Though humanity is certainly aware of death, it does not stop people from sinning, largely because most do not make a thoughtful, believing connection between their own sins being the direct cause of death and of Satan being their spiritual father, even as Jesus told the Jews (John 8:44). They are thus held in bondage to this deceptive, Satan-induced ignorance. As long as death seems far in the future, people generally do not pay it much attention. However, the fear still resides in their minds and influences their conduct because of not believing God's truth. So, most people do not fear to sin except for some social embarrassment because they do not make a clear, knowledgeable, believing connection between their personal sins and their own deaths.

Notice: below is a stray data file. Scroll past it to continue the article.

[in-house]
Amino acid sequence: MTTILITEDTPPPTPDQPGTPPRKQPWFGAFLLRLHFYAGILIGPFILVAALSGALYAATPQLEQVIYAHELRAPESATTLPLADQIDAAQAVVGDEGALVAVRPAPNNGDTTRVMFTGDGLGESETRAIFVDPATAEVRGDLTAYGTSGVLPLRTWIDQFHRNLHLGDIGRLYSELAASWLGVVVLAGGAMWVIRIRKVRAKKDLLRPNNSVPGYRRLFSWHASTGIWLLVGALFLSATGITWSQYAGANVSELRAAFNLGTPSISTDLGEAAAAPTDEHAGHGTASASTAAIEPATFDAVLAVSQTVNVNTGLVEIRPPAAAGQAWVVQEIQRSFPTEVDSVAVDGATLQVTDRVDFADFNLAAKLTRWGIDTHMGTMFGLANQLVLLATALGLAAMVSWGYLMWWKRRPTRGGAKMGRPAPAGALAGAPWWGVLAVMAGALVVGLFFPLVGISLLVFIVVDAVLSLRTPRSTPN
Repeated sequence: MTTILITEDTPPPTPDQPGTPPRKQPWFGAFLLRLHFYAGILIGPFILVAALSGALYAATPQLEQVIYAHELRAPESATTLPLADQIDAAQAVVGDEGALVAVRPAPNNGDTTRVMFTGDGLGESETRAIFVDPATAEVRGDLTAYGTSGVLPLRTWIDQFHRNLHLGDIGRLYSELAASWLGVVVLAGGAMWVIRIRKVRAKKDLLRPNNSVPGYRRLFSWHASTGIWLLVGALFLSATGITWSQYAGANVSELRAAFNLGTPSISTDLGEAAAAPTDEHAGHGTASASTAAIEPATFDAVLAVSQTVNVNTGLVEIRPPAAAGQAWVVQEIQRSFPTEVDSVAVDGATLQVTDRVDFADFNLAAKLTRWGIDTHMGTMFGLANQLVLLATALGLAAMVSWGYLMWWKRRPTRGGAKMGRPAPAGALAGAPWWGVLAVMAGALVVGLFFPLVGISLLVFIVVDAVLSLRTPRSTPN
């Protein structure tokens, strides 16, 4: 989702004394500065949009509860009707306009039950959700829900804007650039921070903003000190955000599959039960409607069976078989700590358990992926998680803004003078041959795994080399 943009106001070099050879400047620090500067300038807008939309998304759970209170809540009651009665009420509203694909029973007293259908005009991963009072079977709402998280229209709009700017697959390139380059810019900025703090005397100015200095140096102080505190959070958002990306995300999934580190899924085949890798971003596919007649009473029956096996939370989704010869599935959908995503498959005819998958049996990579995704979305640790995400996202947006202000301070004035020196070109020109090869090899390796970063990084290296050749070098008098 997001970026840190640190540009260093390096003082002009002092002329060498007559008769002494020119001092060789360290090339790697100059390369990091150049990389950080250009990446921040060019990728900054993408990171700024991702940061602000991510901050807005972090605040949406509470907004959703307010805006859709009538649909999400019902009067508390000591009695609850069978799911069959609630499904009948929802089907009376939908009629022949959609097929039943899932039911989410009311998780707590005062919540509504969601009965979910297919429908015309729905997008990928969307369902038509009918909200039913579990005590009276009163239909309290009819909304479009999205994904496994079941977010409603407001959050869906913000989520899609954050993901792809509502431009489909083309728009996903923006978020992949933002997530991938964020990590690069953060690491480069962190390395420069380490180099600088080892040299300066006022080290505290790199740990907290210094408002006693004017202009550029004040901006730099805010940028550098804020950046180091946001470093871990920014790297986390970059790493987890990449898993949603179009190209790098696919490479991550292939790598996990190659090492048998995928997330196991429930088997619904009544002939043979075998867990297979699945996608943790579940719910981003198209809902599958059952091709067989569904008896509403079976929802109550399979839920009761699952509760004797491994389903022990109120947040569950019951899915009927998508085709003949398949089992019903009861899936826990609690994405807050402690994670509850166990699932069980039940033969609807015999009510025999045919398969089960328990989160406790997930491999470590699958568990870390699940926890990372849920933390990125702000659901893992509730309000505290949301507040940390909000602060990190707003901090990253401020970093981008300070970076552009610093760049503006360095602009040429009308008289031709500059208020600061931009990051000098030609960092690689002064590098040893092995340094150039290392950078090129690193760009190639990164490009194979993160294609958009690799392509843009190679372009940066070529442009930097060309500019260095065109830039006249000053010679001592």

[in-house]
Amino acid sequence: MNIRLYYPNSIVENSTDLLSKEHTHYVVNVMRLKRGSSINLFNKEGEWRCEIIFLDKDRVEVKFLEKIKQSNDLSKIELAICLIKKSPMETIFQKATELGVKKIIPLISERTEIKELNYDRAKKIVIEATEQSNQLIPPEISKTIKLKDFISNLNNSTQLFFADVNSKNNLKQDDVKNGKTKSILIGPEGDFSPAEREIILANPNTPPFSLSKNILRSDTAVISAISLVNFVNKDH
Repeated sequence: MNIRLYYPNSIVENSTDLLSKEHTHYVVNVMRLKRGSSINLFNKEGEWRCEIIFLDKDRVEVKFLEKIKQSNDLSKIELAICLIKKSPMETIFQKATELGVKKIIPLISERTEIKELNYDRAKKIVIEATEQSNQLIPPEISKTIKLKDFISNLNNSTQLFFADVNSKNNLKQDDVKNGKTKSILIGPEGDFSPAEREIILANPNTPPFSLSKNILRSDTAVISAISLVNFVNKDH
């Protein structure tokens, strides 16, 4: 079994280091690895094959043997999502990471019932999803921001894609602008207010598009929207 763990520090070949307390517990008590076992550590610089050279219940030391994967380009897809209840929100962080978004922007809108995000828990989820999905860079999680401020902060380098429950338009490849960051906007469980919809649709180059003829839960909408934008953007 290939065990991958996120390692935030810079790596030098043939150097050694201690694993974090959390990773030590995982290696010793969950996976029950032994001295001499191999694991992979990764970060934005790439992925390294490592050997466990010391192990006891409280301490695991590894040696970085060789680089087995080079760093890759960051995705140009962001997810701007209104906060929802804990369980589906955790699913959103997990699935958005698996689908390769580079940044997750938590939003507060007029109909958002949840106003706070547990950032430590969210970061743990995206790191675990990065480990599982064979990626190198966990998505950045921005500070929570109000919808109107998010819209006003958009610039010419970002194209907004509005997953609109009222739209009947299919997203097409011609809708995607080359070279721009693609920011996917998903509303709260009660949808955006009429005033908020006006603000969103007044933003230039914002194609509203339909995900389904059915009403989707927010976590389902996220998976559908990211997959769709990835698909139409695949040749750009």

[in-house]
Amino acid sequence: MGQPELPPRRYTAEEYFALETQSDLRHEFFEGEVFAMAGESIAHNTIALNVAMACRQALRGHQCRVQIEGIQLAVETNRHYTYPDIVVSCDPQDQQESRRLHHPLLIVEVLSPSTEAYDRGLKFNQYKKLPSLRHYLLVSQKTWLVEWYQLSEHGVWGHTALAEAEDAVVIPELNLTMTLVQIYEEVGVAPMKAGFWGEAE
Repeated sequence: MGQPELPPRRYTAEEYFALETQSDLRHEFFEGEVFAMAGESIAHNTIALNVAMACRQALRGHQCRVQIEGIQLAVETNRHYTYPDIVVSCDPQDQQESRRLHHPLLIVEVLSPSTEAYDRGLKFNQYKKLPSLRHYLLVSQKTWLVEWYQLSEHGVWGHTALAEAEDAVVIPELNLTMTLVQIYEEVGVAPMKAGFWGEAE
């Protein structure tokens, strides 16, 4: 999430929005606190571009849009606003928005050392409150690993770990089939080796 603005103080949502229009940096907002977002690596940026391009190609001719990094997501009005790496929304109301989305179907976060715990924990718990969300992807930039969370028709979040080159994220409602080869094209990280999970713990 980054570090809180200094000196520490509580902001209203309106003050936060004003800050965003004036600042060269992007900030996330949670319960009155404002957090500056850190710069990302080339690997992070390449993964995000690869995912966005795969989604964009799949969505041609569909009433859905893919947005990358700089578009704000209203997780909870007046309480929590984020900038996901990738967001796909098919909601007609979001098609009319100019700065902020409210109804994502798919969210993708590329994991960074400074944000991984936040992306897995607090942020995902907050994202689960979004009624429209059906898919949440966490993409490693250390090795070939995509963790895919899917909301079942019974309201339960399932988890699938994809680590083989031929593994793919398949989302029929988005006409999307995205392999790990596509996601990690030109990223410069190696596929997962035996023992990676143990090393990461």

In addition, Hebrews 2:14 tells us that Satan has the power of death. Again, people do not fear Satan very much either, and many do not even believe that he exists. Nevertheless, their ignorance does not negate the fact of their bondage. They are not aware who their slave master is, but he is a person and has a name.

Hebrews 2:14-15 and its associated verses tell us that Christ died for us to break the hold Satan had on us and any that he still has on us through fear of eternal death that might remain within us. We do not die the hopeless second death that the unconverted are still held to. We are free to turn voluntarily to God, choosing to submit in obedience to Him.

To summarize, we do not have to sin in the face of Satan's powers. We still occasionally will, but we do not have to submit to the spiritual power that Satan uses against us. The enslavement is broken. Satan is no longer our father and master.

John W. Ritenbaugh
Ecclesiastes and Christian Living (Part Eight): Death